Thursday, 23 November 2006
Department of Foreign Affairs
Question 80: To ask the Minister for Foreign Affairs his plans for greater all Ireland economic cooperation and the development of greater cross-Border links; and if he will make a statement on the matter. [39590/06]
Question 100: To ask the Minister for Foreign Affairs his plans for greater all Ireland economic co-operation and the development of greater cross-Border links; and if he will make a statement on the matter. [39260/06]
I propose to take Questions Nos. 80 and 100 together.
The Government's objective is the full implementation of the Good Friday Agreement and the restoration of the institutions, including the North/South Ministerial Council. In the St Andrews Agreement we have set out a clear path to restoration by 26 March 2007. This will greatly enhance the excellent work being undertaken by the North/South Bodies, as well as facilitating the development of North/South co-operation to the benefit of all.
A key priority for the Government is to give enhanced impetus to North/South co-operation, including through all-island economic co-operation. On 26 October, the Secretary of State and I launched a ground-breaking Study on the All-island Economy. The study sets out a strong and cogent economic rationale for economic co-operation on the island.
Initiatives identified in the Study embrace further collaboration in Research and Development, including maximising access to EU funds; a new targeted approach to enterprise training and to identifying labour market needs on an all-island basis. We have also agreed to pool our resources in trade promotion, including the opening up of trade missions to businesses across the island and the placing of the overseas offices of Enterprise Ireland and Invest NI at the disposal of companies, North and South. Already trade missions to India and Canada have included companies from both parts of the island.
The Study identified co-operation on the planning and delivery of infrastructure as key to maximising returns on the major infrastructure investments being made, North and South, and also to help ensure more balanced regional development. In this regard, the all-island dimension will be an important horizontal theme of the Government's next National Development Plan for the period 2007-2013.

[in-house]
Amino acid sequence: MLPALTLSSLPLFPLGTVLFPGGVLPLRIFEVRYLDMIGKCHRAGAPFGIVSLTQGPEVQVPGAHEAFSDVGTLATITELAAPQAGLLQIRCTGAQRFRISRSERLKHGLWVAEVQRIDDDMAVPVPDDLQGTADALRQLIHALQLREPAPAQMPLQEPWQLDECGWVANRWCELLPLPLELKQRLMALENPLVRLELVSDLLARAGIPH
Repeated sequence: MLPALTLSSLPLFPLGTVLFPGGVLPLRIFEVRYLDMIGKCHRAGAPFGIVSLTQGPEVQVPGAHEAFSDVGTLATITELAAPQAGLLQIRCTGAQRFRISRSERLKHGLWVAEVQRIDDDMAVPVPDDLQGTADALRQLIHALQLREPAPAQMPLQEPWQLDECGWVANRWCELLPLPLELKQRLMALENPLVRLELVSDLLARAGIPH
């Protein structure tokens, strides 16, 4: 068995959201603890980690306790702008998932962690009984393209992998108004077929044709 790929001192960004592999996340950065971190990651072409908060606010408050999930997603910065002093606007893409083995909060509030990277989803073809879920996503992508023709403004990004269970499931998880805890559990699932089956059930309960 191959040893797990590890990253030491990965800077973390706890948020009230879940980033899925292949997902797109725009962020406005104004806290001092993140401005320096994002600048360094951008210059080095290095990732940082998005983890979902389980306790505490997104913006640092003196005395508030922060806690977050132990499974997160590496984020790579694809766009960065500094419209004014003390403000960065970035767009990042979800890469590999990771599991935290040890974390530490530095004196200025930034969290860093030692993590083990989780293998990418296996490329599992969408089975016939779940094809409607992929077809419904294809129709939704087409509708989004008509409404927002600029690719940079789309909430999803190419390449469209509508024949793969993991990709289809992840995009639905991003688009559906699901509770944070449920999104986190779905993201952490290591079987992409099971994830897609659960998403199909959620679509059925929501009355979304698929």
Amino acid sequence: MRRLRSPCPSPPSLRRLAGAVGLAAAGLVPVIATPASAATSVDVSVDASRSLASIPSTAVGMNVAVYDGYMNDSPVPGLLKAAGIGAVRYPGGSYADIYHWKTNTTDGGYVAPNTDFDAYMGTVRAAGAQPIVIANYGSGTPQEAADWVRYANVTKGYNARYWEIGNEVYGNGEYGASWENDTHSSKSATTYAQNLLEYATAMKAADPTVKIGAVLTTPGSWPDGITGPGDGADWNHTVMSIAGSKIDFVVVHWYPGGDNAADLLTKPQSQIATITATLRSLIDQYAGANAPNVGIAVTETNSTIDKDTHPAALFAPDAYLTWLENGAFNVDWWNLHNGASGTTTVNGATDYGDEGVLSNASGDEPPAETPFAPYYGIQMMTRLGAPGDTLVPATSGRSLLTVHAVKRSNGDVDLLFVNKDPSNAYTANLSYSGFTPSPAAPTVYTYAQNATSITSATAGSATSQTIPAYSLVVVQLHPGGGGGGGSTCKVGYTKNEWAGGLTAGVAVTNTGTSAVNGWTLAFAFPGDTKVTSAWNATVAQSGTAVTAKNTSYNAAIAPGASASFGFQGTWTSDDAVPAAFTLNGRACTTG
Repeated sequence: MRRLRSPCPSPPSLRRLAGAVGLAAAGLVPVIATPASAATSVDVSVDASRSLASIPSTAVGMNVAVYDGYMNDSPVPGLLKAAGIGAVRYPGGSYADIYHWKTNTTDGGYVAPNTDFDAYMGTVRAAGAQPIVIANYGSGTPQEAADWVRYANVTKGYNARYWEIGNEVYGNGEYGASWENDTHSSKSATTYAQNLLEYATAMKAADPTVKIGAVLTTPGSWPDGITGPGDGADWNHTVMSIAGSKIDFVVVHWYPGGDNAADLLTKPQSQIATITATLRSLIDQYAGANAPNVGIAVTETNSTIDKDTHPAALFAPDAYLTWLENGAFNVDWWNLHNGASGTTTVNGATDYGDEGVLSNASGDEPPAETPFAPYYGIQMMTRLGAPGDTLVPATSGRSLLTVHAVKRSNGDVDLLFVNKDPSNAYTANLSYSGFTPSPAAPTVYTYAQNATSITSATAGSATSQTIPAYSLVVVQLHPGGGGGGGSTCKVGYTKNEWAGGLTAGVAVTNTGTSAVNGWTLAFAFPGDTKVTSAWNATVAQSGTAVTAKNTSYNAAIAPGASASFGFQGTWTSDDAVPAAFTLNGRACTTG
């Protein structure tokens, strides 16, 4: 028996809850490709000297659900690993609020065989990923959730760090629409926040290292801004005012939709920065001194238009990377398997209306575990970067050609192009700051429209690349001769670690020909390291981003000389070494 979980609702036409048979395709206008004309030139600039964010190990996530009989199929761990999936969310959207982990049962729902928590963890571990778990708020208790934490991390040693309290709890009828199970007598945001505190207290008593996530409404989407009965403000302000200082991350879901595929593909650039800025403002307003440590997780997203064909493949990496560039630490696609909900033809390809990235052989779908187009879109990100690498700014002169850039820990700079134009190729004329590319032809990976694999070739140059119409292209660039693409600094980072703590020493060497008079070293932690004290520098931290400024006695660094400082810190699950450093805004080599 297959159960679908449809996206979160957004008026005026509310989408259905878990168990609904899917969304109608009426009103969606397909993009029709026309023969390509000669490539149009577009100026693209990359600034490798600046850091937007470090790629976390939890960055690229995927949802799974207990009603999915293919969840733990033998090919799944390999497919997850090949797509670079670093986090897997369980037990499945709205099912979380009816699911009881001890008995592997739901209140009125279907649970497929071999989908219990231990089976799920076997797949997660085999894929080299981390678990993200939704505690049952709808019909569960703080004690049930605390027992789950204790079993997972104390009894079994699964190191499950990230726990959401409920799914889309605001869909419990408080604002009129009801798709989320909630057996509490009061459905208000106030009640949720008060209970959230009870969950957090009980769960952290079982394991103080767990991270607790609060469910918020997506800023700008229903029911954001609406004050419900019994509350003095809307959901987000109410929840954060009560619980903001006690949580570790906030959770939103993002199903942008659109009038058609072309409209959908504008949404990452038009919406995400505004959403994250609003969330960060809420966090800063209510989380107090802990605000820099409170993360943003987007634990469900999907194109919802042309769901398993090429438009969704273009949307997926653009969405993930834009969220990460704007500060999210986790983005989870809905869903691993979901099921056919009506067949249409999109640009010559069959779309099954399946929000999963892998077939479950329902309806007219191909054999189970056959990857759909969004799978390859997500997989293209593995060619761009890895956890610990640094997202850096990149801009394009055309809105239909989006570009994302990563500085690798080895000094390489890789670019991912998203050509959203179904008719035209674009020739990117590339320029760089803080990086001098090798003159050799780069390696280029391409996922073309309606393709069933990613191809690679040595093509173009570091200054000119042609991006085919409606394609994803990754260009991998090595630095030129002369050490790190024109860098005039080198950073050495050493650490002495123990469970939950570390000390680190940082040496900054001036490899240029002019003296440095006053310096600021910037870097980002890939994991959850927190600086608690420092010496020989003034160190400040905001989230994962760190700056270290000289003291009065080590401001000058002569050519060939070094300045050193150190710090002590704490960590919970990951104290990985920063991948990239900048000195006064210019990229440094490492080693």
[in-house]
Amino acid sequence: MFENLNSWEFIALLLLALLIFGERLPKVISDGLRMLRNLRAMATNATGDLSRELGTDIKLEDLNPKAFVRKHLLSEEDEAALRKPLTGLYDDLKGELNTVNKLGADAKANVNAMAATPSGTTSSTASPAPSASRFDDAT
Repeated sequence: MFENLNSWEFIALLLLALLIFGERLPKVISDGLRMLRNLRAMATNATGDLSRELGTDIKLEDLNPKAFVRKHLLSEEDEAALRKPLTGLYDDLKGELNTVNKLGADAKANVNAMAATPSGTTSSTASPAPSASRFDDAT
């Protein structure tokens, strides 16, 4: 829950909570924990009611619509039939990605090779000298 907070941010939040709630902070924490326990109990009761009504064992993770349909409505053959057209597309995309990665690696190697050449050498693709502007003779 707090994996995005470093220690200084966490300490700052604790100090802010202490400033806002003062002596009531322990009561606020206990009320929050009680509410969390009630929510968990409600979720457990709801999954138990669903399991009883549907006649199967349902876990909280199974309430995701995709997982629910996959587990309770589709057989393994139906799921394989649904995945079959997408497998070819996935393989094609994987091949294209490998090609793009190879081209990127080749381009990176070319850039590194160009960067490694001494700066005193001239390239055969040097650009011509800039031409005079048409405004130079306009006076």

The Governments are committed to working together to create a more integrated and regionally-balanced road network, enhancing key routes between the major urban centres on the island. In addition the Government is moving ahead to re-open the remaining few cross border routes closed as a result of the Troubles. I should add that some significant progress has already been achieved, for example in the upgrading of the Dublin Belfast road and the agreement to joint investment in the development of the City of Derry Airport.
The Government is also committed to taking forward plans for the restoration of the Ulster Canal to create a further major inland waterway for the border region.
In the energy sector, the Single Electricity Market will be operational in 2007 and plans are advanced for the development of further interconnection of our electricity and gas supply systems on a North/South and East/West basis. The two Governments have agreed to work together to maximise the contribution of renewable and sustainable energy to the future energy needs of the island.
The Government's vision is of a strong, competitive and socially inclusive island economy which will deliver better results and better outcomes for people, North and South.
The two Governments, along with key stakeholders, will now jointly develop a more detailed programme of work in each of the areas identified in the Study as well as seeking further opportunities for co-operation in the education and health sectors.
Recognising the significant practical benefits of all-island economic collaboration, I look forward to working on this important agenda with a restored Northern Ireland Executive and North/South Ministerial Council in the near future.